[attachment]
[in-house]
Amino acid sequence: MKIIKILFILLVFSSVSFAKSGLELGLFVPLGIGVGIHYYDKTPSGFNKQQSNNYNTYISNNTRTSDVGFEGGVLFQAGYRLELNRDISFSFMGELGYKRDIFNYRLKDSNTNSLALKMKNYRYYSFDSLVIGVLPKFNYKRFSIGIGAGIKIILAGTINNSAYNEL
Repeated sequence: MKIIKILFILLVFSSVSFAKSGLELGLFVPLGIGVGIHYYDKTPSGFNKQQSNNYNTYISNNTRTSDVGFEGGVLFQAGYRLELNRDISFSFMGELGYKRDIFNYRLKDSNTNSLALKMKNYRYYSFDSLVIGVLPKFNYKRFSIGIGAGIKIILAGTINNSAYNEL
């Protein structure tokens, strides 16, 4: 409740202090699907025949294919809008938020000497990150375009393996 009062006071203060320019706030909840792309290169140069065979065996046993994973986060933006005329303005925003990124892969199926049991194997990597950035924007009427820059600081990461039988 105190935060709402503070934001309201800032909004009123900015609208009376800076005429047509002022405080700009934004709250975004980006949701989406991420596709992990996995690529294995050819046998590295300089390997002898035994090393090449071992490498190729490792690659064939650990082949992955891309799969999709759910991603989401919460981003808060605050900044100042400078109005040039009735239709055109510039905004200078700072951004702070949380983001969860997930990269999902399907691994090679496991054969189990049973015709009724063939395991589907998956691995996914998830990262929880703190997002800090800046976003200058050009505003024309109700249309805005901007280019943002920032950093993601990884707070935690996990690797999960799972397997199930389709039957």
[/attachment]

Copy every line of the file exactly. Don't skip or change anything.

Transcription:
[in-house]
Amino acid sequence: MKIIKILFILLVFSSVSFAKSGLELGLFVPLGIGVGIHYYDKTPSGFNKQQSNNYNTYISNNTRTSDVGFEGGVLFQAGYRLELNRDISFSFMGELGYKRDIFNYRLKDSNTNSLALKMKNYRYYSFDSLVIGVLPKFNYKRFSIGIGAGIKIILAGTINNSAYNEL
Repeated sequence: MKIIKILFILLVFSSVSFAKSGLELGLFVPLGIGVGIHYYDKTPSGFNKQQSNNYNTYISNNTRTSDVGFEGGVLFQAGYRLELNRDISFSFMGELGYKRDIFNYRLKDSNTNSLALKMKNYRYYSFDSLVIGVLPKFNYKRFSIGIGAGIKIILAGTINNSAYNEL
């Protein structure tokens, strides 16, 4: 409740202090699907025949294919809008938020000497990150375009393996 009062006071203060320019706030909840792309290169140069065979065996046993994973986060933006005329303005925003990124892969199926049991194997990597950035924007009427820059600081990461039988 105190935060709402503070934001309201800032909004009123900015609208009376800076005429047509002022405080700009934004709250975004980006949701989406991420596709992990996995690529294995050819046998590295300089390997002898035994090393090449071992490498190729490792690659064939650990082949992955891309799969999709759910991603989401919460981003808060605050900044100042400078109005040039009735239709055109510039905004200078700072951004702070949380983001969860997930990269999902399907691994090679496991054969189990049973015709009724063939395991589907998956691995996914998830990262929880703190997002800090800046976003200058050009505003024309109700249309805005901007280019943002920032950093993601990884707070935690996990690797999960799972397997199930389709039957």